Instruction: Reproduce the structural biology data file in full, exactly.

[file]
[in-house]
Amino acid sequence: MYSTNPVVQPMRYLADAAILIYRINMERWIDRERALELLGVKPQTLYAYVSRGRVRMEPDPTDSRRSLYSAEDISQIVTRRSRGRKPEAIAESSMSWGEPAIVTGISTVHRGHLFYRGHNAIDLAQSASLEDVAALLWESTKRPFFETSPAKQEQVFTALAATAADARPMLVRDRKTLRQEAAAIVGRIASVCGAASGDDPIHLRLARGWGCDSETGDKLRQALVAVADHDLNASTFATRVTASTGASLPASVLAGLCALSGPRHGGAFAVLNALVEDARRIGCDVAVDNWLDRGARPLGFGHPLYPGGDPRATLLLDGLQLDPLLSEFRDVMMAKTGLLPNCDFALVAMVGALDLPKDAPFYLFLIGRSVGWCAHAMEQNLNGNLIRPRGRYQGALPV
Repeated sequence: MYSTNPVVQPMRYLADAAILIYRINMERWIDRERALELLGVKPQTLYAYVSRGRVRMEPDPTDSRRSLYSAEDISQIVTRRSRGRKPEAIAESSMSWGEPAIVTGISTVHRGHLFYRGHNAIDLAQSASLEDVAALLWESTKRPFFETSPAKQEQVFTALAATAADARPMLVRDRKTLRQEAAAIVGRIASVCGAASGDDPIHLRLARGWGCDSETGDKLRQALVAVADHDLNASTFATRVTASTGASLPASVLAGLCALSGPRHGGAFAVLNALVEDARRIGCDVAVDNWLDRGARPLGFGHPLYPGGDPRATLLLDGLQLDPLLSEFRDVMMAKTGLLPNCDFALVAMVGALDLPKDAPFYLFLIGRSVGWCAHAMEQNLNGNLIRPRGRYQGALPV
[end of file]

[in-house]
Amino acid sequence: MYSTNPVVQPMRYLADAAILIYRINMERWIDRERALELLGVKPQTLYAYVSRGRVRMEPDPTDSRRSLYSAEDISQIVTRRSRGRKPEAIAESSMSWGEPAIVTGISTVHRGHLFYRGHNAIDLAQSASLEDVAALLWESTKRPFFETSPAKQEQVFTALAATAADARPMLVRDRKTLRQEAAAIVGRIASVCGAASGDDPIHLRLARGWGCDSETGDKLRQALVAVADHDLNASTFATRVTASTGASLPASVLAGLCALSGPRHGGAFAVLNALVEDARRIGCDVAVDNWLDRGARPLGFGHPLYPGGDPRATLLLDGLQLDPLLSEFRDVMMAKTGLLPNCDFALVAMVGALDLPKDAPFYLFLIGRSVGWCAHAMEQNLNGNLIRPRGRYQGALPV
Repeated sequence: MYSTNPVVQPMRYLADAAILIYRINMERWIDRERALELLGVKPQTLYAYVSRGRVRMEPDPTDSRRSLYSAEDISQIVTRRSRGRKPEAIAESSMSWGEPAIVTGISTVHRGHLFYRGHNAIDLAQSASLEDVAALLWESTKRPFFETSPAKQEQVFTALAATAADARPMLVRDRKTLRQEAAAIVGRIASVCGAASGDDPIHLRLARGWGCDSETGDKLRQALVAVADHDLNASTFATRVTASTGASLPASVLAGLCALSGPRHGGAFAVLNALVEDARRIGCDVAVDNWLDRGARPLGFGHPLYPGGDPRATLLLDGLQLDPLLSEFRDVMMAKTGLLPNCDFALVAMVGALDLPKDAPFYLFLIGRSVGWCAHAMEQNLNGNLIRPRGRYQGALPV